Based on the assumption that the average compression ratio is about 2:1, a 64-Byte logical segment will typically require 32 bytes of data storage. The 32-bit index word in this example references 4 segments; thus the average cost is 8 bits per segment, which amounts to an overhead of 3.1% per segment. If a data compression algorithm that only encodes output in "hex digits" is employed, this is the total additional overhead required. If an algorithm which encodes down to the "bit" level is utilized, there will be two more bits per segment wasted, on the average, in the data storage space, as each segment must begin on a "hex digit" boundary. Thus,the total overhead now becomes ten bits per segment or, on the average, 3.9% at a 2:1 compression.
This is an acceptably low overhead for indexing, though the total data storage space that can be addressed by this scheme is rather small. Only ten bits of absolute addressing are available as a base index. Because this is a "hex digit" address, only 512 bytes of physical data storage canbe accessed, or a total of 16×64 KByte logical segments, at a 2:1 compression ratio. There are five different techniques that can be utilized to improve this situation and they are described in the followingsections. These techniques may be utilized separately or in any combination, depending on the specific application.
1. Separate index memory and non-byte memory widths
If the indexer is designed to be a separate entity, the width of the indexer need not be dictated by the width of the NVRAM, and can be of any size in order to suit the overall storage capacity implemented on the system. As an example, a system having a 64-KByte physical data storage array may have a separate index array of 39 bits wide, arranged in a 184.108.40.206.1 indexing format. The first 17-bit field will allow addressing anywhere to a "hex digit" resolution, and the other 7-bit fields generate starting addresses for the other three segments in the word.
The total number of index words needed depends on the data compression expected to be achieved. At an average compression ratio of 2:1, there would be 2048×64-Byte logical segments of data stored in the 64 KBytes of physical data storage space, and this would require 512 index words at four entries per word.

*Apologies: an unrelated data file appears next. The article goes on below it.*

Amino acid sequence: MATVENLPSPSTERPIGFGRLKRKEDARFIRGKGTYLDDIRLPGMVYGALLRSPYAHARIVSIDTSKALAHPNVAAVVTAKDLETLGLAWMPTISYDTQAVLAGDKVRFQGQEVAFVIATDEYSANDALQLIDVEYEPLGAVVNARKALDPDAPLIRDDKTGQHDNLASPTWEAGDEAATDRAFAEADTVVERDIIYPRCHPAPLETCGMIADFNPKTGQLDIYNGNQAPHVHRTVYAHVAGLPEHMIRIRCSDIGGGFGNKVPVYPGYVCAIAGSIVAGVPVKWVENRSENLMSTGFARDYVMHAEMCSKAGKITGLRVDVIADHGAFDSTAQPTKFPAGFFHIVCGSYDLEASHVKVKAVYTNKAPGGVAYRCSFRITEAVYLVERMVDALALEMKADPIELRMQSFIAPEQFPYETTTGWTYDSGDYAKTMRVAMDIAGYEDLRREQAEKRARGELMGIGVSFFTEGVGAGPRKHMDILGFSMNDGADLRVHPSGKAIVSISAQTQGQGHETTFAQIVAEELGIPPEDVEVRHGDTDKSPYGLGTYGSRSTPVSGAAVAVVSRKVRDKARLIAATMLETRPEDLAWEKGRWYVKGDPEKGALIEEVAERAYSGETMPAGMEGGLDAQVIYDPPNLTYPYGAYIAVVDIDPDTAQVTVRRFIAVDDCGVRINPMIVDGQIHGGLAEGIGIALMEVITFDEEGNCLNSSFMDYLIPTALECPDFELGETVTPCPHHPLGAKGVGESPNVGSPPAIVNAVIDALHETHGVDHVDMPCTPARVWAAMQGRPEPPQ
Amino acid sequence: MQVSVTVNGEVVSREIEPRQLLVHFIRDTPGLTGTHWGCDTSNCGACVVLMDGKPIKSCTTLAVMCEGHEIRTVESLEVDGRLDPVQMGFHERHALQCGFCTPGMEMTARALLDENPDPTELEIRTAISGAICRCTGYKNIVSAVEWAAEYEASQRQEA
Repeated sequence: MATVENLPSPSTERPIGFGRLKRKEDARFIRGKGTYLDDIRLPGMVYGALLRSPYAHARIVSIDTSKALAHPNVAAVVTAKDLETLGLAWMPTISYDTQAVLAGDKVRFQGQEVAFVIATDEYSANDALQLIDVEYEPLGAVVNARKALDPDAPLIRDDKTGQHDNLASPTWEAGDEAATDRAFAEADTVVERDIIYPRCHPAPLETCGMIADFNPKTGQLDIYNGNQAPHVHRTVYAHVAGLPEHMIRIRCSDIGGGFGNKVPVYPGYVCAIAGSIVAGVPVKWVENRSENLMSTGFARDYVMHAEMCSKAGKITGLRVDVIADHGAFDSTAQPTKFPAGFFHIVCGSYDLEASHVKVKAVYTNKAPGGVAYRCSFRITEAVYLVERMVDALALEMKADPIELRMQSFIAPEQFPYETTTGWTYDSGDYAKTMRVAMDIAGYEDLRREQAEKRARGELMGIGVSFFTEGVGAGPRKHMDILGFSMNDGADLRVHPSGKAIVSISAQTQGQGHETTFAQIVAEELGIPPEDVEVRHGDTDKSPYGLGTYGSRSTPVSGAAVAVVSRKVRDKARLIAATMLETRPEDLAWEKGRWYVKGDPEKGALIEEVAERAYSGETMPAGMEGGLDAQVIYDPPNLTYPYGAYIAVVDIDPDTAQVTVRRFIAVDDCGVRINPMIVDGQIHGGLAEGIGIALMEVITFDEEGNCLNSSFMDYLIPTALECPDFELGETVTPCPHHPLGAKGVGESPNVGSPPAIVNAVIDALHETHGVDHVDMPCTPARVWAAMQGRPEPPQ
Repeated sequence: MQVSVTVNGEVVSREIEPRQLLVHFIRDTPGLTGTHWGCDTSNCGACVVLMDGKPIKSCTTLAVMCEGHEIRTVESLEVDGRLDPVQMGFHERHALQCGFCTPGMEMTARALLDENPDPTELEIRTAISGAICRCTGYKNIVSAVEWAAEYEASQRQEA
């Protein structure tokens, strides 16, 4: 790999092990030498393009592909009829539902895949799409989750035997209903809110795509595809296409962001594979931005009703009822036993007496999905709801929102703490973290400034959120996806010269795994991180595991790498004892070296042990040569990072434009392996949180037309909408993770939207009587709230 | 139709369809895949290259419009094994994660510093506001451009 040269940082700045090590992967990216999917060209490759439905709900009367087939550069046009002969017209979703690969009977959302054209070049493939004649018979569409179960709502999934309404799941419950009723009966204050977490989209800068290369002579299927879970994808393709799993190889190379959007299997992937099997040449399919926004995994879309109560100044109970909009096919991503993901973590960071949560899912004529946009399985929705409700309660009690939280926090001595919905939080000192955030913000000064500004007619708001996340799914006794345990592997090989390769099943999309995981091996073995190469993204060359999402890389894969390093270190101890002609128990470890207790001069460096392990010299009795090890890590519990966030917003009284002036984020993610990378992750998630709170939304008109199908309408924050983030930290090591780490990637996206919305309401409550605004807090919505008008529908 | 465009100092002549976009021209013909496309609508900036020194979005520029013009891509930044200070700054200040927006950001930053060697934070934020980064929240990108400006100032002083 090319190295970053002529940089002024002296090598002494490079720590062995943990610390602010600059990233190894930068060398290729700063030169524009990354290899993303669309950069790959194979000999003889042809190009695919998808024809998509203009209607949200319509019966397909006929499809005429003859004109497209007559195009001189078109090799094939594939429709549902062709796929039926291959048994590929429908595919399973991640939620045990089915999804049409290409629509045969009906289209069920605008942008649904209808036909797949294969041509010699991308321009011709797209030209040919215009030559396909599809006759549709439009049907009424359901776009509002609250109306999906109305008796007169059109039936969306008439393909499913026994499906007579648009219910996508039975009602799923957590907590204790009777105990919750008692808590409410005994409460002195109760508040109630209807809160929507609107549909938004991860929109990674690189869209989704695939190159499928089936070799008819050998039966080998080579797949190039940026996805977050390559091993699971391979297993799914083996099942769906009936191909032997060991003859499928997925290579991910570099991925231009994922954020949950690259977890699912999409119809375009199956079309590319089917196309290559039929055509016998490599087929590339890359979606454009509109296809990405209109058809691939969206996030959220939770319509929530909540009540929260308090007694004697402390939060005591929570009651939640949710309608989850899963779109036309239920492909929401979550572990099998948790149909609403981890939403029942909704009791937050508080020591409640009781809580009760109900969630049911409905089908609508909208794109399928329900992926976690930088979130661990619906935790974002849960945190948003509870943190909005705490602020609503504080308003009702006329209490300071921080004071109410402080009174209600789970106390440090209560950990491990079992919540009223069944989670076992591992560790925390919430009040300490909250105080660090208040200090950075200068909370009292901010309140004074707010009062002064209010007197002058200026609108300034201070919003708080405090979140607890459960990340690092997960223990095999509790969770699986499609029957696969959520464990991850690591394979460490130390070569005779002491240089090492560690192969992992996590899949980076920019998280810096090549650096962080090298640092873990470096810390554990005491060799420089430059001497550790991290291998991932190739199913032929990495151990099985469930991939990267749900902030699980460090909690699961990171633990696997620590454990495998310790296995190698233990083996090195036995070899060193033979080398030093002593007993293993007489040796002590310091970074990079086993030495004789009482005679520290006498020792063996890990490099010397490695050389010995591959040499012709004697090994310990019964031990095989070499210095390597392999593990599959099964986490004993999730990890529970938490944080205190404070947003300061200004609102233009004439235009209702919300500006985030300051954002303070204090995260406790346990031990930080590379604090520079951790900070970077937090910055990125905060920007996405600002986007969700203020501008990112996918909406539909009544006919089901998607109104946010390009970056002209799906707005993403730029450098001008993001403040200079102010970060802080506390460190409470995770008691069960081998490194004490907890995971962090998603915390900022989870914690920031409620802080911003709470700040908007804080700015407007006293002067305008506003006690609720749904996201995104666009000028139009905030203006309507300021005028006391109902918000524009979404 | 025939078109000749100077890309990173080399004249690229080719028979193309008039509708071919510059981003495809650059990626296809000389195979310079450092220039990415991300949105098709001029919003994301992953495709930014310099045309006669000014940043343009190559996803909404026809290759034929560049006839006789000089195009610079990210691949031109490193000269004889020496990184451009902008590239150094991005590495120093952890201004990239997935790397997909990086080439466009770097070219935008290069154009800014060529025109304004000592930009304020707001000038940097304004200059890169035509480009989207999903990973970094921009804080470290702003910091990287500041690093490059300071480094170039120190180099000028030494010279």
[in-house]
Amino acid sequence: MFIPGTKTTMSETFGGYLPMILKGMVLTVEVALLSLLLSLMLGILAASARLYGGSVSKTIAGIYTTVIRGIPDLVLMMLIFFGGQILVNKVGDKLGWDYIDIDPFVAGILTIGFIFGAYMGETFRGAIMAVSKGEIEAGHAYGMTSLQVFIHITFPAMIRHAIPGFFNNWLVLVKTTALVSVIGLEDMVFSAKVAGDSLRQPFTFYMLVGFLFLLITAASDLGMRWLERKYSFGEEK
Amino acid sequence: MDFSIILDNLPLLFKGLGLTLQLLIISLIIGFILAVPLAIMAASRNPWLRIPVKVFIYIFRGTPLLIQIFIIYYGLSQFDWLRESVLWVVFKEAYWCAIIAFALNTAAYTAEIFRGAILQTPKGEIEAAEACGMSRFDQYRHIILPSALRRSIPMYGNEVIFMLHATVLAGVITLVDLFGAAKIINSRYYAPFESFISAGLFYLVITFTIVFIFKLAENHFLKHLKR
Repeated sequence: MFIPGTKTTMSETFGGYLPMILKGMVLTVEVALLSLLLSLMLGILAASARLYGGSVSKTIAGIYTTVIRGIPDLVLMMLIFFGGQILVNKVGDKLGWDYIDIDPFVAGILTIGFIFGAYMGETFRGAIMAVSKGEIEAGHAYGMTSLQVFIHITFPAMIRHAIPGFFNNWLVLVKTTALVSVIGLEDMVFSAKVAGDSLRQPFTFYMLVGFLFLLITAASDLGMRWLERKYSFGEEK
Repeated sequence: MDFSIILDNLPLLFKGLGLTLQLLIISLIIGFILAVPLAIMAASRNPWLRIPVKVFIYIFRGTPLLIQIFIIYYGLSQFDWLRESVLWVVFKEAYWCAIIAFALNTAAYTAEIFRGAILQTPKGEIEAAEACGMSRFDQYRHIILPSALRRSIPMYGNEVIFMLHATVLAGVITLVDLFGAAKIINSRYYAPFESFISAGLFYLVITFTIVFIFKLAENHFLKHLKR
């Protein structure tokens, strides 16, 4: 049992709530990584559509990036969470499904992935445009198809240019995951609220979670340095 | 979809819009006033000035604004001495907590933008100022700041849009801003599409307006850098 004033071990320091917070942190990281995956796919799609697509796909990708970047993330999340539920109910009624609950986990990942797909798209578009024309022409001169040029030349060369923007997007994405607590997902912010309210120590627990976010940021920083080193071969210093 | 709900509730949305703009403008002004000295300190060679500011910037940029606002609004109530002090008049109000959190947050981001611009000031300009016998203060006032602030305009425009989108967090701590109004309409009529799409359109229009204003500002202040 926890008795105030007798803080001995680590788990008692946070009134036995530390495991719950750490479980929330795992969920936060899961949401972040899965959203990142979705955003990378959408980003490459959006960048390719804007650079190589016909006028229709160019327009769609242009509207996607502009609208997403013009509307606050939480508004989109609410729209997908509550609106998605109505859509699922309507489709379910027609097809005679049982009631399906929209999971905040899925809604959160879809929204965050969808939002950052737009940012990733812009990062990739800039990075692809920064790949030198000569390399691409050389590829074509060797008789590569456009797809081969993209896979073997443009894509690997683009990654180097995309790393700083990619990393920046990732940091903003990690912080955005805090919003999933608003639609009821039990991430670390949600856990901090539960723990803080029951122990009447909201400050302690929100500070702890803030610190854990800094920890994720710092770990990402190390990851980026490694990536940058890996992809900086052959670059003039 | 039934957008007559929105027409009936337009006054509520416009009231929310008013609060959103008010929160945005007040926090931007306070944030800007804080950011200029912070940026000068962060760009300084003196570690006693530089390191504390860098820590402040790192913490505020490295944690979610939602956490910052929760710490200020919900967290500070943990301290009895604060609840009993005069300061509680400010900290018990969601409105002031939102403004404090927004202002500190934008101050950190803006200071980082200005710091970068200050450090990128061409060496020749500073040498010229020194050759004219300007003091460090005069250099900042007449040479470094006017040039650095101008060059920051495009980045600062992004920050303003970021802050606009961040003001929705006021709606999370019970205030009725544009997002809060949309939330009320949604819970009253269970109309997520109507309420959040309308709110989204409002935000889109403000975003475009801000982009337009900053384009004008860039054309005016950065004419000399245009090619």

A related approach is to make both the indexer and the NVRAM as a part of the same contiguous array structure. Because microcode is going to be extracted from the data storage space and fed to the decompressor anyway, there is no compelling need for the width of the NVRAM to be limited to multiples of 4 bits, if "hex digit" addressing is utilized. Thus, 36-bit or 40-bit word width may be employed, utilizing a 220.127.116.11.1 or 18.104.22.168.1indexing format to reference an 8- or 128-KByte physical data storage array, respectively. Note that although a more practical size of storage array can now be addressed, the indexing overhead per segment is also larger, about 4.7% for a 40-bit word structure instead of 3.9% for a 32-bit word structure mentioned previously.
2. More segments per index word
Having more segments per index word can improve matters considerably. For example, if each index word were 64 bits wide, a 22.214.171.124.126.96.36.199 indexingformat becomes possible. This allows 221 "hex digits" of physical addressing, or 1 MByte, now with eight logical blocks per index word. The overhead for this indexing scheme is still 3.9%, which is the same as in the 32-bit example.
The major disadvantage of this approach is that extra dataflow circuits areneeded for selecting and aligning data as well as the longer logic path lengths and extra adder circuitry involved. The 64-bit index example requires seven separate adder circuits, compared to only three as requiredby a 32-bit index. Consequently, there may be an associated increase in thedelay in determining an address of the last segment. Certainly, more parallel adder circuits may be utilized to alleviate this problem; however, this is also likely to take up a significant amount of silicon area.